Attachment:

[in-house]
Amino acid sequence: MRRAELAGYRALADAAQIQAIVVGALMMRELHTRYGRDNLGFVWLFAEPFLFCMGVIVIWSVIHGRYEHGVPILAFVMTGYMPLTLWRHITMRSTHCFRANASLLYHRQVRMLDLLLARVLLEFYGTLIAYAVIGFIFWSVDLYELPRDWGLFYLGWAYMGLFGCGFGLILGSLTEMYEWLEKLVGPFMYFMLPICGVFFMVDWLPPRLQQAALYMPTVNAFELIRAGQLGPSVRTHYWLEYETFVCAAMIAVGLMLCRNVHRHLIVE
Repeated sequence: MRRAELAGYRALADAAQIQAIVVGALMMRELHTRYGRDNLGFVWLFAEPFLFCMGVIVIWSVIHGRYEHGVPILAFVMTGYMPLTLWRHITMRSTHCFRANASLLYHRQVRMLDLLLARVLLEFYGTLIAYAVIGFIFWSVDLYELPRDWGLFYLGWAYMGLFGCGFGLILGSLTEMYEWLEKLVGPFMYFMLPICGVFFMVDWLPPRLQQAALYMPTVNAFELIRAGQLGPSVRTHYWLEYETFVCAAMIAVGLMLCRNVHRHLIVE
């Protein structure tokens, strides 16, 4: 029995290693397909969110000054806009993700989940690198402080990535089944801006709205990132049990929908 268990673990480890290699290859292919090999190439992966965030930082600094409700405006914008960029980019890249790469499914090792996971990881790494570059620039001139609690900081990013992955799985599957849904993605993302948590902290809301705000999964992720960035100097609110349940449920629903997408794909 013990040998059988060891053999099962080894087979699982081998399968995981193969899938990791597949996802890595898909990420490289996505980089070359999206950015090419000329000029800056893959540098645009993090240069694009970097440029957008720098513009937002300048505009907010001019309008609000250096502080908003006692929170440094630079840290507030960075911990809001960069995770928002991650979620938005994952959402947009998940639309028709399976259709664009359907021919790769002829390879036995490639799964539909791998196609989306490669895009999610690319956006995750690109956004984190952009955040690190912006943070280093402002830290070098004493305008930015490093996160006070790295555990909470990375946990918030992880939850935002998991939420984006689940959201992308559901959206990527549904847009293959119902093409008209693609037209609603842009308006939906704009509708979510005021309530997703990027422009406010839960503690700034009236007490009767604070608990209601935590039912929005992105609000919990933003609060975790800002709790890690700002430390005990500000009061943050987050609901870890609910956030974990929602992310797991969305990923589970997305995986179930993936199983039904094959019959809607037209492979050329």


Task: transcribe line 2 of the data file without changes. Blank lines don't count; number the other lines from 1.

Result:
Amino acid sequence: MRRAELAGYRALADAAQIQAIVVGALMMRELHTRYGRDNLGFVWLFAEPFLFCMGVIVIWSVIHGRYEHGVPILAFVMTGYMPLTLWRHITMRSTHCFRANASLLYHRQVRMLDLLLARVLLEFYGTLIAYAVIGFIFWSVDLYELPRDWGLFYLGWAYMGLFGCGFGLILGSLTEMYEWLEKLVGPFMYFMLPICGVFFMVDWLPPRLQQAALYMPTVNAFELIRAGQLGPSVRTHYWLEYETFVCAAMIAVGLMLCRNVHRHLIVE